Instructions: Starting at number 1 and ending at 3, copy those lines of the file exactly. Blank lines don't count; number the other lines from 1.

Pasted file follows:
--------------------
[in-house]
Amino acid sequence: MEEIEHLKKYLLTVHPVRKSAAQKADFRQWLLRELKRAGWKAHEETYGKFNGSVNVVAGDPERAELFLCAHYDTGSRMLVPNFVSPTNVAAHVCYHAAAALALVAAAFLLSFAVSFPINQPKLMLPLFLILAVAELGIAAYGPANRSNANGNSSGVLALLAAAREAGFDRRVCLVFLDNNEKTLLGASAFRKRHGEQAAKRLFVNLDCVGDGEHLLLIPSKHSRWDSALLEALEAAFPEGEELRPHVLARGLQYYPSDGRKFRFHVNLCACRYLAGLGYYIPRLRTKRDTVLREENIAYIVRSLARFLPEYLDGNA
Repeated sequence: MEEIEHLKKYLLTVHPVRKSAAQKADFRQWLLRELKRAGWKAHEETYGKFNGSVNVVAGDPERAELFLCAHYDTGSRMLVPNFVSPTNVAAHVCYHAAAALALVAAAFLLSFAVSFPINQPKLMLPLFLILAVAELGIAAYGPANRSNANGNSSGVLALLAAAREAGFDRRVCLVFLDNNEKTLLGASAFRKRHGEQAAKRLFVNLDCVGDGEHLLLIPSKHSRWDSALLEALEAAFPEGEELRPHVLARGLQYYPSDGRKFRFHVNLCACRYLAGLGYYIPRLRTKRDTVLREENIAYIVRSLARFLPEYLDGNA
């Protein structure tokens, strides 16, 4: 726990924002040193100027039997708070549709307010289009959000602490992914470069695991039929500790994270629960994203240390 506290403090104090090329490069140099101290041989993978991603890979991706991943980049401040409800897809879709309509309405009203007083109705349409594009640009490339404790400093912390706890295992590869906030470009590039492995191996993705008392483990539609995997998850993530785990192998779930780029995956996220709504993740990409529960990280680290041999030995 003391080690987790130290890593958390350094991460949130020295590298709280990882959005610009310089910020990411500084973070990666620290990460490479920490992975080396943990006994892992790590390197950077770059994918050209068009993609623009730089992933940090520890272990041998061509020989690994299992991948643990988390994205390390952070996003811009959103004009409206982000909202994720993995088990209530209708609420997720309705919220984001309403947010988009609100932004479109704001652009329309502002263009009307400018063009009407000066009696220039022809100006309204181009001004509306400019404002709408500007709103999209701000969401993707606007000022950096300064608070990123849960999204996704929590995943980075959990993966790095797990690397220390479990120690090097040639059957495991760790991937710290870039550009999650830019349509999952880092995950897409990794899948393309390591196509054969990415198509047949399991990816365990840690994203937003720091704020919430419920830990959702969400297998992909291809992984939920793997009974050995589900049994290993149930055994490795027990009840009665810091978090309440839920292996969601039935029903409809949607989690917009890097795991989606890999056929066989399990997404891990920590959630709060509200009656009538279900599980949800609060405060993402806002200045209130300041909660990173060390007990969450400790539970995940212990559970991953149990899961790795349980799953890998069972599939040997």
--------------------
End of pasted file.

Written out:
[in-house]
Amino acid sequence: MEEIEHLKKYLLTVHPVRKSAAQKADFRQWLLRELKRAGWKAHEETYGKFNGSVNVVAGDPERAELFLCAHYDTGSRMLVPNFVSPTNVAAHVCYHAAAALALVAAAFLLSFAVSFPINQPKLMLPLFLILAVAELGIAAYGPANRSNANGNSSGVLALLAAAREAGFDRRVCLVFLDNNEKTLLGASAFRKRHGEQAAKRLFVNLDCVGDGEHLLLIPSKHSRWDSALLEALEAAFPEGEELRPHVLARGLQYYPSDGRKFRFHVNLCACRYLAGLGYYIPRLRTKRDTVLREENIAYIVRSLARFLPEYLDGNA
Repeated sequence: MEEIEHLKKYLLTVHPVRKSAAQKADFRQWLLRELKRAGWKAHEETYGKFNGSVNVVAGDPERAELFLCAHYDTGSRMLVPNFVSPTNVAAHVCYHAAAALALVAAAFLLSFAVSFPINQPKLMLPLFLILAVAELGIAAYGPANRSNANGNSSGVLALLAAAREAGFDRRVCLVFLDNNEKTLLGASAFRKRHGEQAAKRLFVNLDCVGDGEHLLLIPSKHSRWDSALLEALEAAFPEGEELRPHVLARGLQYYPSDGRKFRFHVNLCACRYLAGLGYYIPRLRTKRDTVLREENIAYIVRSLARFLPEYLDGNA